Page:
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A Congress divided: Democrats take House, Republicans add to Senate majority

The anticipated "blue wave" rolled through Capitol Hill Tuesday night, but it crashed with less force than Democrats might have hoped.

Democrats took control of the House of Representatives, commanding an approximately 20-seat majority, but failed to retake the Senate. In North Carolina, Republicans maintained control of both chambers of the state General Assembly, although Democrats likely ended the GOP's "supermajority" that had allowed it to override Governor Roy Cooper's vetoes. 

At a watch party early in the night, John Aldrich, Edmund T. Pratt, Jr. university professor of political science, said that predictions of a Democratic wave overestimated the impact of high turnout in this year's elections. 

"The original advantage [for the Democrats] dissipated because the Republican electorate responded to the challenge," Aldrich said. He accurately predicted the night's results, saying that Democrats would likely take back the House while the Republicans would pick up two or three seats in the Senate. 

Indeed, this race had higher turnout than most midterm elections. Thirty-six million people voted early, as compared to 27 million in 2014.

Several factors drove the races, but the economy hit close to home at Duke

The election was driven by several major issues, none of which are new to American politics. Healthcare reform, immigration and a booming economy have dominated the headlines in the past few years. Meanwhile, many voters viewed the election as a referendum on President Donald Trump.

For some Duke students, the economy was the biggest concern. 

"My current hopes right now are that the status quo remains unchanged," senior Elliot Lin said as results began to come in. "We have seen explosive job growth; we have seen a GDP growth rate that has averaged over three percent." 

Sophomore Liam Nolan, on the other hand, said that many of the supposed economic gains have gone to the richest Americans.

"I hope that the Democrats take control of the House and the Senate," Nolan said. "You have to think about who the economy is working for in these kinds of situations."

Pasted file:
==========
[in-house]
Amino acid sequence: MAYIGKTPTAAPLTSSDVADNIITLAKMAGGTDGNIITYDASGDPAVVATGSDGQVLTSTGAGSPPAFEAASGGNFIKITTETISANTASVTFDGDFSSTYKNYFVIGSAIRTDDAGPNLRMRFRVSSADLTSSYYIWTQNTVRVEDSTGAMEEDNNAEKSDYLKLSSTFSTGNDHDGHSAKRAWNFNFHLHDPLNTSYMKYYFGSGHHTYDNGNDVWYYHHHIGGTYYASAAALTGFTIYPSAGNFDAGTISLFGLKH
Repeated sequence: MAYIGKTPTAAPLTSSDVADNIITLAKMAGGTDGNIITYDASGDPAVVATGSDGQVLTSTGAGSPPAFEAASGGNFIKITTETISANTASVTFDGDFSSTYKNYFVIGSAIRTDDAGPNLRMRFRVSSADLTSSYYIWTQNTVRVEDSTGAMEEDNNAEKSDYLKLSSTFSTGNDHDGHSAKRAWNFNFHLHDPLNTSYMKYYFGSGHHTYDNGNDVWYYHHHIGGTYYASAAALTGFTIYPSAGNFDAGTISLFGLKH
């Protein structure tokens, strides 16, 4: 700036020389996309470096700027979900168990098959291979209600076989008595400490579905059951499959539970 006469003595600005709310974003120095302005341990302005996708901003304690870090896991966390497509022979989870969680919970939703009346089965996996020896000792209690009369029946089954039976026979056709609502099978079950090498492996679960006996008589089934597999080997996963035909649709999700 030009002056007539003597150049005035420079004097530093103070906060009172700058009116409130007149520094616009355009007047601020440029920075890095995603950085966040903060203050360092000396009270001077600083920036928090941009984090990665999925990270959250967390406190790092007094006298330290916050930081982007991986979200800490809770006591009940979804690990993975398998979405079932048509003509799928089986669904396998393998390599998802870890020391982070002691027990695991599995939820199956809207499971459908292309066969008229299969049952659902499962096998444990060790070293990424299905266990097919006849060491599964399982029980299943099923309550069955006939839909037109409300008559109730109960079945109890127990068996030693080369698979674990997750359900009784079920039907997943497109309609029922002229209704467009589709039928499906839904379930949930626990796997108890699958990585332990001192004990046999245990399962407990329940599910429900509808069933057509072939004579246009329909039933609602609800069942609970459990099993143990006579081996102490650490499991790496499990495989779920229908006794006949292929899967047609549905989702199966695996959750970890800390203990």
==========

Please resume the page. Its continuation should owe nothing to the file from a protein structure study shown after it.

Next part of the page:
Democrats lose key Senate races

The Democrats hoped to pick up Senate seats in several competitive races, but their hopes ultimately fell short. 

Republican Ted Cruz defeated insurgent Democratic challenger Beto O'Rourke in Texas to win another term in the Senate. Meanwhile, the Democrats lost seats in Indiana, Missouri and North Dakota, all of which Donald Trump carried in 2016. 

However, Democratic Senator Joe Manchin kept his seat in West Virginia, which President Trump also won. Manchin notably defied his party last month to vote for the confirmation of Brett Kavanaugh to the Supreme Court.

The Democrats faced an uphill battle in the Senate from the beginning. They had to defend 26 seats, 10 of them in states that Trump won in 2016. Republicans, on the other hand, only had to defend nine seats. At the end of the night, Republicans picked up a projected two seats to give them a projected 53-47 majority in the chamber as of 2:15 a.m. Wednesday. 

What does Democrats regaining control of the House mean?

The Democrats took a projected roughly 20-seat majority in the House of Representatives. 

Some analysts predicted a "blue wave," in which Democrats would easily take control of the lower chamber of Congress. However, Democrats' house gains reflect a common trend in American politics. Since the Civil War, the president's party has lost an average of 32 seats in the House in mid-term elections and two in the Senate. 

In a speech late Tuesday night, House Minority Leader Nancy Pelosi condemned political division while thanking America's veterans and children. 

"A Democratic Congress will work for solutions that bring us together because we have all had enough of division," Pelosi said. 

Pelosi was the first female Speaker of the House, a position in which she served from 2007 to 2011. It remains to be seen whether she will regain the position now that the Democrats have a majority in the lower chamber again. 

Democrats break the Republican supermajority in North Carolina

The results here in North Carolina brought few surprises. Republicans kept control of both chambers of the State's General Assembly, which they have maintained since 2010. 

However, they no longer have a super majority in the state House of Representatives and Senate, assuming results stayed as they were as of 1:15 a.m. Wednesday. 

Of the six constitutional amendments on the ballot, four passed and two failed. 

Voters rejected amendments that would have changed how judicial vacancies are filled and allowed legislative appointments to the state's election board. They approved amendments protecting the right to hunt and fish, expanding victims' rights, mandating photo IDs for voters and capping the state's income tax rate at 7 percent. 


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